Monday, October 10, 2016

Tulip Bulb Speculation

By Greg Wright
Certified Fraud Examiner
Certified Financial Planner™

Rembrandt tulips with virus
It is difficult to believe that Holland Tulip bulbs once sold for thousands of dollars each.  True.  However, a few years later the same bulb could be purchased for the price of a common onion. 

Tulips were first seen in Europe in 1554 and quickly became the rage of nobility and the wealthy merchant class. They were seen as more attractive than another flower at that time and had an intense petal color, unlike any other plant. 

Holland’s recent independence at that time allowed its economic resources to be channeled into commerce, and the country began its “Golden Age.”  It was at the center of the lucrative East Indies trade, where one voyage could yield profits of 400%.  The newly rich merchants displayed their success by setting up grand estates surrounded by flower gardens, and the plant that became the center attraction was the sensational tulip.

As a result, tulips rapidly became a coveted luxury item; however, tulip’s lengthy propagation time caused a supply squeeze.  Compounding the supply shortage was a profusion of varieties followed by the discovery of a rare multicolor tulip.

The multicolor effects of intricate lines and flame-like streaks on the petals were vivid and spectacular and made the bulbs that produced these even more exotic-looking plants highly sought-after.  These bulbs caused the speculation.

The biology of the tulip contributed to the supply-squeeze that fueled the speculation, in that a tulip grown from a bulb that cannot be produced quickly. Normally it takes 7–10 years to grow a flowering bulb from seed. Bulbs can also produce two or three bud clones annually, but the "mother bulb" lasts only a few years. Properly cultivated, the bud clones  will become flowering bulbs after one to three years. Supply was way behind demand.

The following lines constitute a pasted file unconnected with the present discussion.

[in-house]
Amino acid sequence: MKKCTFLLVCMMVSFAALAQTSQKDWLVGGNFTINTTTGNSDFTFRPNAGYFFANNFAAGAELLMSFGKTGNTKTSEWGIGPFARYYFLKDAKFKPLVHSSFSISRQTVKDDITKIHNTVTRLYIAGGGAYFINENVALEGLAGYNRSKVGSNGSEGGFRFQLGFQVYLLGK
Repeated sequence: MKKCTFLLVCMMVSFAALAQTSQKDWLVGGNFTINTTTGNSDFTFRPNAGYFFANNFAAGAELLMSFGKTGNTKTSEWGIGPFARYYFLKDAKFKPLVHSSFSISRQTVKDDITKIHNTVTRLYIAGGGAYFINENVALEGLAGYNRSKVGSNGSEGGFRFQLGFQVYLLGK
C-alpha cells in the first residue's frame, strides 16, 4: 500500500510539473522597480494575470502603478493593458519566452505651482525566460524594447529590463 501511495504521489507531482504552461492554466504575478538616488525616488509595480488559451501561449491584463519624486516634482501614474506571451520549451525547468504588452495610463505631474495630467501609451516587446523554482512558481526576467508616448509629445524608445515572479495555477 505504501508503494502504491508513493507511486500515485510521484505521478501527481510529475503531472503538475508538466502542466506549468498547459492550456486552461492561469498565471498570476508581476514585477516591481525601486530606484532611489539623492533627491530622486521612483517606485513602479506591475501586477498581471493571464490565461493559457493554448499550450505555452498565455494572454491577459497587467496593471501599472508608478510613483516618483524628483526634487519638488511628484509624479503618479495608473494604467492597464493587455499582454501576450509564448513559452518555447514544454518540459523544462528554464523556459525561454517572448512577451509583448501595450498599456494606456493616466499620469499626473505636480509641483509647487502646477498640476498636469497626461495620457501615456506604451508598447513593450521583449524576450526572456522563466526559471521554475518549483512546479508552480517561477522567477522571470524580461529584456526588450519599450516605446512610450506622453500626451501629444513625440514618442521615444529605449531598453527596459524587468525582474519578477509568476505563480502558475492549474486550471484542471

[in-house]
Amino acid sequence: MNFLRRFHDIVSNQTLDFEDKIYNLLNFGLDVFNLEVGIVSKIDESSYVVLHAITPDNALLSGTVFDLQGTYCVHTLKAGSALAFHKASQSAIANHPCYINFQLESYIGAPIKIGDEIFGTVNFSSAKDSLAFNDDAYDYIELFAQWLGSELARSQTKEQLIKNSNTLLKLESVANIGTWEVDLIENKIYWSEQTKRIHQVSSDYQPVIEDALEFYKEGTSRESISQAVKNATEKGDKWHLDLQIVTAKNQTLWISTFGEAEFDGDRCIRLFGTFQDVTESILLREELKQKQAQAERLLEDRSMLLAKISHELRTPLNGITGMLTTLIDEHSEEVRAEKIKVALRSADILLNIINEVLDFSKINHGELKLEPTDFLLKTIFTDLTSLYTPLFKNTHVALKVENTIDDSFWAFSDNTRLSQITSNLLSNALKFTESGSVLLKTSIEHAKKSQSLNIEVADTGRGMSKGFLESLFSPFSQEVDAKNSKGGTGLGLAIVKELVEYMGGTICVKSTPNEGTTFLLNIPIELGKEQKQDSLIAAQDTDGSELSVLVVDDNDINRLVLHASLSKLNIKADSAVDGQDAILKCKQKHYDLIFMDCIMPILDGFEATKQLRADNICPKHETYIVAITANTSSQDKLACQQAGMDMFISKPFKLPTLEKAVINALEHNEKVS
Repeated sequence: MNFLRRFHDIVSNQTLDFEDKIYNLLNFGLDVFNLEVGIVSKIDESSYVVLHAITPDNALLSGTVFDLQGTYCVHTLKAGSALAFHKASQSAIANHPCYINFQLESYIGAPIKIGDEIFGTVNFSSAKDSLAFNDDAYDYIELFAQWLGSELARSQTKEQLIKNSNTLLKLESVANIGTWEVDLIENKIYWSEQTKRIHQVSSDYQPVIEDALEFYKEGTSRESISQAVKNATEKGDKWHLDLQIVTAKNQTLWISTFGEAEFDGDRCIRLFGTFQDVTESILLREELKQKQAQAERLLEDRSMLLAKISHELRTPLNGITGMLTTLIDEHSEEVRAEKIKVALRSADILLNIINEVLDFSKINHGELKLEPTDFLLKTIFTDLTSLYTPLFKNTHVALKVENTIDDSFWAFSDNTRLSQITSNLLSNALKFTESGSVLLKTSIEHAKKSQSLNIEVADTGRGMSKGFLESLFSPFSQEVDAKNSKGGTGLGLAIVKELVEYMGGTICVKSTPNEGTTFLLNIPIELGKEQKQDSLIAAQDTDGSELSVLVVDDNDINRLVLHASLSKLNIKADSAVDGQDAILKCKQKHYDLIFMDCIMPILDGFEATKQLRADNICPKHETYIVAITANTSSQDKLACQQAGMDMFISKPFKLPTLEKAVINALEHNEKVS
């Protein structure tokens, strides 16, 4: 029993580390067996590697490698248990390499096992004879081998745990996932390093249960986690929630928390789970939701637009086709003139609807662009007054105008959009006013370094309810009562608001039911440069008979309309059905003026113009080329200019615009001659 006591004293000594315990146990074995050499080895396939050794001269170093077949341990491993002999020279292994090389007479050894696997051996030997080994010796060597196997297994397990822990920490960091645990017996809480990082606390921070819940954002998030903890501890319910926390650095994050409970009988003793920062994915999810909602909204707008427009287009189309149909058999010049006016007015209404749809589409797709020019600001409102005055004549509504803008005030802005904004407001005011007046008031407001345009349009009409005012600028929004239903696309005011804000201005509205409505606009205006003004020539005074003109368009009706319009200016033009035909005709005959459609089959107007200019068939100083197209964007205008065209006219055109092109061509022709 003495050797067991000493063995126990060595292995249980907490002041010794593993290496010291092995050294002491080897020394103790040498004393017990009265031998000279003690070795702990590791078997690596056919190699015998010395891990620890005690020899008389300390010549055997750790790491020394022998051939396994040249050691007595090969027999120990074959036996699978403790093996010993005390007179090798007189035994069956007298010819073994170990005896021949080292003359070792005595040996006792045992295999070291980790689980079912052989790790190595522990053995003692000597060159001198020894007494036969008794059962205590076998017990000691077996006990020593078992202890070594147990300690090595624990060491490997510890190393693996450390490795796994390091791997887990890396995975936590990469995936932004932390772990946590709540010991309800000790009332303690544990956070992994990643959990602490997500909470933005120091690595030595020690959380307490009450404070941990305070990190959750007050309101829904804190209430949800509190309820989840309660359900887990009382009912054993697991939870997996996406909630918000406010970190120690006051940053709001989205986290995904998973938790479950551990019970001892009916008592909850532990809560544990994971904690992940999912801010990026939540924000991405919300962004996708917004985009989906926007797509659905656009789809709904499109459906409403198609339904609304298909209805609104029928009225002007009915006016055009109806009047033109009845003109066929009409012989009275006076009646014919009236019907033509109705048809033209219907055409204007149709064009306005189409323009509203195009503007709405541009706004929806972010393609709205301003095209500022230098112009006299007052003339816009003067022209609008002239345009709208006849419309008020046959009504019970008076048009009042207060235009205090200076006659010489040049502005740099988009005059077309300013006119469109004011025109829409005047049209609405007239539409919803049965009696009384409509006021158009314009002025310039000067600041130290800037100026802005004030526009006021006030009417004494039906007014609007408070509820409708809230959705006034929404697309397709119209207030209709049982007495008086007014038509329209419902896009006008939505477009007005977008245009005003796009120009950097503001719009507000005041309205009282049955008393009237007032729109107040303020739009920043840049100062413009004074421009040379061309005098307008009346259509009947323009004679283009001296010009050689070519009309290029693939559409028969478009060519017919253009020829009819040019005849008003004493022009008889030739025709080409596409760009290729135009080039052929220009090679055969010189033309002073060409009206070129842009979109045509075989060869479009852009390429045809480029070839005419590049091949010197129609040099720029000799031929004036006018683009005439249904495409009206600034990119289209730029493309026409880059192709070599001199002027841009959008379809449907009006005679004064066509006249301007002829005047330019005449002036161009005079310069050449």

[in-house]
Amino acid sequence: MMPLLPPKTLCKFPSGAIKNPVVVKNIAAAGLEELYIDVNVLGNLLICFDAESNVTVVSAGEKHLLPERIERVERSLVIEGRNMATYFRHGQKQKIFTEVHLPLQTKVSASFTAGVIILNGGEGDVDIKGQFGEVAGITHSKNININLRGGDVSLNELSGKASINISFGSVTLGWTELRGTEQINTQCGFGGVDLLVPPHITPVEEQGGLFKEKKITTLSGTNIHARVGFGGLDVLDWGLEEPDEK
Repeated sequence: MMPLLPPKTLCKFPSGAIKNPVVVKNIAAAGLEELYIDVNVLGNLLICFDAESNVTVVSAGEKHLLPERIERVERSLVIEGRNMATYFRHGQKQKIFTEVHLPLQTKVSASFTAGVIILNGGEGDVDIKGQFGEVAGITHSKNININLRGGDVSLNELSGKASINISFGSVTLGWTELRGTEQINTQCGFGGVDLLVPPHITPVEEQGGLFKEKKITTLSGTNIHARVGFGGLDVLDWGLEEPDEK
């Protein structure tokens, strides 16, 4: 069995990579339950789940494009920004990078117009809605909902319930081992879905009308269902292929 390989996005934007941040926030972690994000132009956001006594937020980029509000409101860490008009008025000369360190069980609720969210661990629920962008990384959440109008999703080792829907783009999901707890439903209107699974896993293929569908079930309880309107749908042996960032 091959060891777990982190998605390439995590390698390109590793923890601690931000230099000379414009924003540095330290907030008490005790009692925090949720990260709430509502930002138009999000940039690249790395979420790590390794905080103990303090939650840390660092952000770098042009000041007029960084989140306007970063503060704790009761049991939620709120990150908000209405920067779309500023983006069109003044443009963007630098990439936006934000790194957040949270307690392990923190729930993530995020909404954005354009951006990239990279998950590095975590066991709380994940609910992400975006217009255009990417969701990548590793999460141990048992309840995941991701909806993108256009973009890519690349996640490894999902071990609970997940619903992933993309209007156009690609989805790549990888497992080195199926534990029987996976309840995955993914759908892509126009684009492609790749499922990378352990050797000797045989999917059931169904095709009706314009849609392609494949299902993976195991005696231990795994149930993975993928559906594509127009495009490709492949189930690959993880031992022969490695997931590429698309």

This exotic multi-color tulip was rare and in high demand.  The highly sought-after "breaking” or multi-color pattern could only be reproduced through bud clones, not seeds. Unfortunately, the sought-after effects also acted adversely on the bulb, weakening propagation of offsets, so cultivating the most appealing varieties now took even longer.

These rare bulbs became valuable.  Soon, by 1635, prices were rising so fast and became so high that people were selling anything they could liquidate to get more tulip bulbs. Some Dutch believed they would sell their bulbs to unenlightened foreigners, thereby reaping enormous profits. Somehow, the overpriced tulip bulbs enjoyed a twenty-fold increase in value - in one month!

When word got out that tulip bulbs were being sold for ever-increasing prices, more and more speculators piled into the market.

According to one account, by 1623, the sum of 12,000 guilders – considerably more than the value of a smart townhouse in Amsterdam – was offered to tempt one tulip owner into parting with only ten bulbs of the beautiful, and extremely rare, Semper Augustus – the most coveted tulip variety. It was not enough to secure a deal.

As people heard stories of acquaintances making unheard-of profits simply by buying and selling tulip bulbs, they decided to get in on the act – and prices skyrocketed. In 1633, a single bulb of Semper Augustus was already worth an astonishing 5,500 guilders. By the first month of 1637, this had almost doubled, to 10,000 guilders. One historian put this sum in context: “It was enough to feed, clothe and house a whole Dutch family for half a lifetime.”

Needless to say, the prices were not an accurate reflection of the value of a tulip bulb. As it happens in many speculative bubbles, some prudent people decided to sell and take their profits. A domino effect of progressively lower and lower prices took place as everyone tried to sell while few were buying. The price quickly fell, causing people to panic and sell regardless of losses. 

Dealers refused to honor contracts and people began to realize they traded their assets for a tulip bulb; panic set in throughout the land. The government attempted to step in and halt the crash, but then the market plunged even lower, making such restitution impossible. No one emerged unscathed from the crash. Even the people who had locked in their profit by getting out early suffered under the following country-wide depression.

It is now known that "breaking” or multi-color pattern effect is due to the bulbs being infected with a type of tulip-specific virus, known as the “Tulip Breaking Virus” so-called because it "breaks" the one petal color into two or more. 

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